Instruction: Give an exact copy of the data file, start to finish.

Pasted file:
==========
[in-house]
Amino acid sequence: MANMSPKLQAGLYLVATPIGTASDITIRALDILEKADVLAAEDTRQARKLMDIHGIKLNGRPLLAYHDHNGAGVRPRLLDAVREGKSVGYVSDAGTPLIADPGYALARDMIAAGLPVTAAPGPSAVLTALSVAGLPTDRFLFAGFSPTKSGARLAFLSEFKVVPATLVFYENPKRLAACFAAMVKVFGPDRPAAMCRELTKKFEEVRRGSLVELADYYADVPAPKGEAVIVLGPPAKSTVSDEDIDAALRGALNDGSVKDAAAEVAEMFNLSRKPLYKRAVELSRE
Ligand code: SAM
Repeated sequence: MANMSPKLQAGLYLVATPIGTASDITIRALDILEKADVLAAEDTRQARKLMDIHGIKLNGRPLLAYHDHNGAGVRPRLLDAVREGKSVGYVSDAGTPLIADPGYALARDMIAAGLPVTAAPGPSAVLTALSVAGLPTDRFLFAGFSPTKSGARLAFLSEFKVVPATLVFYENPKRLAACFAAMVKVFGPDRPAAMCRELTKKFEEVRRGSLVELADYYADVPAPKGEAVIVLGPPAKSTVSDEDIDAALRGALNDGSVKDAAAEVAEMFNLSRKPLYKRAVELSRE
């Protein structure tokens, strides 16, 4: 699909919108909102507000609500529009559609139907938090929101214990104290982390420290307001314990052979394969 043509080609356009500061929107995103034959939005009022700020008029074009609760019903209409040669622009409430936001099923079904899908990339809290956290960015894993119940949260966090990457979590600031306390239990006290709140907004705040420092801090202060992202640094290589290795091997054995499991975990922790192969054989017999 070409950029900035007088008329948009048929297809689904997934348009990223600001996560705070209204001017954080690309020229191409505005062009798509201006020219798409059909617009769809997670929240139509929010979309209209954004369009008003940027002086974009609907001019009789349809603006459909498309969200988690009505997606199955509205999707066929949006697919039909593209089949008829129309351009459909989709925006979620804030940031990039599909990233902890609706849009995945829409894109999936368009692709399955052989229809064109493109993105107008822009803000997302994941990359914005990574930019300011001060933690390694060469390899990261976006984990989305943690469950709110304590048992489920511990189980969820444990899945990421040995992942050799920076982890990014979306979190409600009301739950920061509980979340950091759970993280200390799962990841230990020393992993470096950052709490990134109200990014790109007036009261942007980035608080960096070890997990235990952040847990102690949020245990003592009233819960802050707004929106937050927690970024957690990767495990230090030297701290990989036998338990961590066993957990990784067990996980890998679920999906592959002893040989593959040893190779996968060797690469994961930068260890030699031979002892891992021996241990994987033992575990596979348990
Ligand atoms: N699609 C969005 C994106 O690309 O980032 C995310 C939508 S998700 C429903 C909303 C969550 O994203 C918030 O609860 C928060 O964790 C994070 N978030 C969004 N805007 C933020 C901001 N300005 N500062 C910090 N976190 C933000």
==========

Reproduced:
[in-house]
Amino acid sequence: MANMSPKLQAGLYLVATPIGTASDITIRALDILEKADVLAAEDTRQARKLMDIHGIKLNGRPLLAYHDHNGAGVRPRLLDAVREGKSVGYVSDAGTPLIADPGYALARDMIAAGLPVTAAPGPSAVLTALSVAGLPTDRFLFAGFSPTKSGARLAFLSEFKVVPATLVFYENPKRLAACFAAMVKVFGPDRPAAMCRELTKKFEEVRRGSLVELADYYADVPAPKGEAVIVLGPPAKSTVSDEDIDAALRGALNDGSVKDAAAEVAEMFNLSRKPLYKRAVELSRE
Ligand code: SAM
Repeated sequence: MANMSPKLQAGLYLVATPIGTASDITIRALDILEKADVLAAEDTRQARKLMDIHGIKLNGRPLLAYHDHNGAGVRPRLLDAVREGKSVGYVSDAGTPLIADPGYALARDMIAAGLPVTAAPGPSAVLTALSVAGLPTDRFLFAGFSPTKSGARLAFLSEFKVVPATLVFYENPKRLAACFAAMVKVFGPDRPAAMCRELTKKFEEVRRGSLVELADYYADVPAPKGEAVIVLGPPAKSTVSDEDIDAALRGALNDGSVKDAAAEVAEMFNLSRKPLYKRAVELSRE
């Protein structure tokens, strides 16, 4: 699909919108909102507000609500529009559609139907938090929101214990104290982390420290307001314990052979394969 043509080609356009500061929107995103034959939005009022700020008029074009609760019903209409040669622009409430936001099923079904899908990339809290956290960015894993119940949260966090990457979590600031306390239990006290709140907004705040420092801090202060992202640094290589290795091997054995499991975990922790192969054989017999 070409950029900035007088008329948009048929297809689904997934348009990223600001996560705070209204001017954080690309020229191409505005062009798509201006020219798409059909617009769809997670929240139509929010979309209209954004369009008003940027002086974009609907001019009789349809603006459909498309969200988690009505997606199955509205999707066929949006697919039909593209089949008829129309351009459909989709925006979620804030940031990039599909990233902890609706849009995945829409894109999936368009692709399955052989229809064109493109993105107008822009803000997302994941990359914005990574930019300011001060933690390694060469390899990261976006984990989305943690469950709110304590048992489920511990189980969820444990899945990421040995992942050799920076982890990014979306979190409600009301739950920061509980979340950091759970993280200390799962990841230990020393992993470096950052709490990134109200990014790109007036009261942007980035608080960096070890997990235990952040847990102690949020245990003592009233819960802050707004929106937050927690970024957690990767495990230090030297701290990989036998338990961590066993957990990784067990996980890998679920999906592959002893040989593959040893190779996968060797690469994961930068260890030699031979002892891992021996241990994987033992575990596979348990
Ligand atoms: N699609 C969005 C994106 O690309 O980032 C995310 C939508 S998700 C429903 C909303 C969550 O994203 C918030 O609860 C928060 O964790 C994070 N978030 C969004 N805007 C933020 C901001 N300005 N500062 C910090 N976190 C933000």